In 1976, South Beach's population was aging and so were the buildings.
Then came Leonard Horowitz.
"I'll take care of the buildings. I'll do the frosting on the cake because these look like they're going to be a lot of fun to play with," said Horowitz in a film from 1988 called "Pastel Paradise."
His love for Art Deco is why South Beach looks the way it does today.
Horowitz came from New York -- where he designed furniture, did window dressings for Bloomingdale’s and studied architecture.
When he was 29, his dad cut him off financially after finding out Leonard was gay.
So Leonard left for South Beach, where his mother was living.
And quickly formed an unlikely friendship with Barbara Capitman.
Capitman was about 30 years older than Horowitz, but they became close because of their common interest: Art Deco.
They founded the Miami Design Preservation League and got to work on getting South Beach into the National Registry of Historic Places.
And with the help of Ernie Martin, who was director of community development for Dade County at the time, they got the funding to make it all happen.
Martin remembers the moment Leonard and Barbara showed up at his office building.
“They were somewhat eccentric in their appearance and in their presentation,” said Martin. “They were sort of dismissed as not being appropriate to be entering the office to seek funding. But I said, you know, lets listen to what they have to say.”
Later, Horowitz pitched another idea to Martin. He wanted to highlight the Art Deco design with the color.
Horowitz even created a color palette to do the job.
"He looked at the sun and the sky and the seas and the beach and pulled out these colors and put them together on this palette," said Lynn Bernstein, a friend of Horowitz.
Horowitz then tested out these colors on Friedman’s Bakery on the corner of 7th and Washington Avenue.
Friedman’s building was all white.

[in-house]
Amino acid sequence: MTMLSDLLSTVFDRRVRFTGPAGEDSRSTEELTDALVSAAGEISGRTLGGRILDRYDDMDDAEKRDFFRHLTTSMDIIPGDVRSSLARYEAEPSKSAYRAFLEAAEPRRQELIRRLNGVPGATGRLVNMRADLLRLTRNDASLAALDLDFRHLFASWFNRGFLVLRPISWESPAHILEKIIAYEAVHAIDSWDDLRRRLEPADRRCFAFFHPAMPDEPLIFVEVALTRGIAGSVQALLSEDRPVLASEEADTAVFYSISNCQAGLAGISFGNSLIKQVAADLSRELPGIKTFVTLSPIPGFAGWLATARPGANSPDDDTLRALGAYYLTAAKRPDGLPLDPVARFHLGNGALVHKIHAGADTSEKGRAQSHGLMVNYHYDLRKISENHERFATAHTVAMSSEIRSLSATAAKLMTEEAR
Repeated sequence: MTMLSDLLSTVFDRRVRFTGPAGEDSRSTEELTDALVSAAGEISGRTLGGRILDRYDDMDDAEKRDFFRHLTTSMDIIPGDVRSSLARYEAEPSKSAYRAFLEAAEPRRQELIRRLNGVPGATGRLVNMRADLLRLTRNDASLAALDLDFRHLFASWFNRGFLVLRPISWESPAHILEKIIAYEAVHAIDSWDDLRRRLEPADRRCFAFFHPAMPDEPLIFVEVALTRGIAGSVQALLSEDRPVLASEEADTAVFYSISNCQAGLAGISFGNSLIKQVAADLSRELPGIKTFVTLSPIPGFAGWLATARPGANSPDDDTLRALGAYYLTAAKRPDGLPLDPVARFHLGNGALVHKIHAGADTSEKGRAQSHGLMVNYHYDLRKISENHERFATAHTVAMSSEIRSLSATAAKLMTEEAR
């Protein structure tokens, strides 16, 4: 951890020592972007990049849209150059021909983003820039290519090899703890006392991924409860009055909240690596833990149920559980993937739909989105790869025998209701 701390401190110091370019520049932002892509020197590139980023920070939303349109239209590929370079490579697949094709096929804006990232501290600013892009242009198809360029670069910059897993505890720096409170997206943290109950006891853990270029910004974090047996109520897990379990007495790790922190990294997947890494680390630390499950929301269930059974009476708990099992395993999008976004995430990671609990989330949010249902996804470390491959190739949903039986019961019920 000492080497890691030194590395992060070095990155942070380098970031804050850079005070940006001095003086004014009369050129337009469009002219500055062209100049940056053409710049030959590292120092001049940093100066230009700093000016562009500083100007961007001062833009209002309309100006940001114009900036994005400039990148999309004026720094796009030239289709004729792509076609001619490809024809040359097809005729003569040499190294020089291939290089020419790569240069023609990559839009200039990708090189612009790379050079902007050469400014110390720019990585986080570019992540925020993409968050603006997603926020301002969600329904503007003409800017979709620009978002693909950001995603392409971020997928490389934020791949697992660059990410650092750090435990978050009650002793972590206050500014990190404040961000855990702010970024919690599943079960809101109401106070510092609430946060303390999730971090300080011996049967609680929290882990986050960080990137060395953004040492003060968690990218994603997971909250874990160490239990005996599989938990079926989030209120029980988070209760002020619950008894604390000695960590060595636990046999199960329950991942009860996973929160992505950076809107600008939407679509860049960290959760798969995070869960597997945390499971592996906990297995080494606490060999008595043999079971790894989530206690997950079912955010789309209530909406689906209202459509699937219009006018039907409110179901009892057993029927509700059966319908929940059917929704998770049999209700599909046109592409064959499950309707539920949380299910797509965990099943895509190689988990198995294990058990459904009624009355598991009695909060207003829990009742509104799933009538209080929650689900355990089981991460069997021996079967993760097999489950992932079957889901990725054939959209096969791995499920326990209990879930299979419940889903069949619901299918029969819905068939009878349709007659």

Ernie Martin helped Leonard get funding from the county.
And the paint up went.
“My first reaction was, ‘Oh my God what have I done,'" said Martin. "Because it was so unlike anything I had ever seen before.”
The initial reactions weren't too positive, Martin added.
“I remember this one lady saying ‘this is not us. This is not what I remember from as long as I’ve lived here. Deco schmeco.”
Some people said Art Deco was a reminder of the Great Depression, so why would you want to highlight that?
Horowitz recalled in "Pastel Paradise" one complaint in particular: "'I hate that building, it looks like a whorehouse."
But building by building, Leonard won over the neighborhood.
And in November 1982, Friedman’s Bakery was featured on the cover of Progressive Architecture magazine.
After that, the rest of the world caught to Leonard’s vision.
South Beach became a backdrop for photo shoots and TV shows like “Miami Vice.”
Buildings Leonard had nothing to do with were being painted with Leonard’s pastels.
“Well it feels obviously vindicating that this crazy person, that’s what they used to call me, is being copied everywhere,” said Horowitz.
One year after "Pastel Paradise" was released, Leonard died of AIDS. He was 43.
Saul Gross was a close friend, and remembers Leonard’s final farewell in South Beach.
“A bunch of Leonard’s friends got together and went out on the boat and took the boat along Ocean Drive and looked back at the hotels that Leonard had painted and scattered his ashes in the ocean, looking at the Art Deco hotels on Ocean Drive.”
Today, Manolo restaurant is where Friedman's Bakery used to be.
Leonard Horowitz had escaped from New York to a drab, broken-down city and died in a place that was about to become an international icon.
This story originally ran on WLRN on July 26, 2013. It was rebroadcast on WBUR's "Here and Now" on Nov. 15, 2013.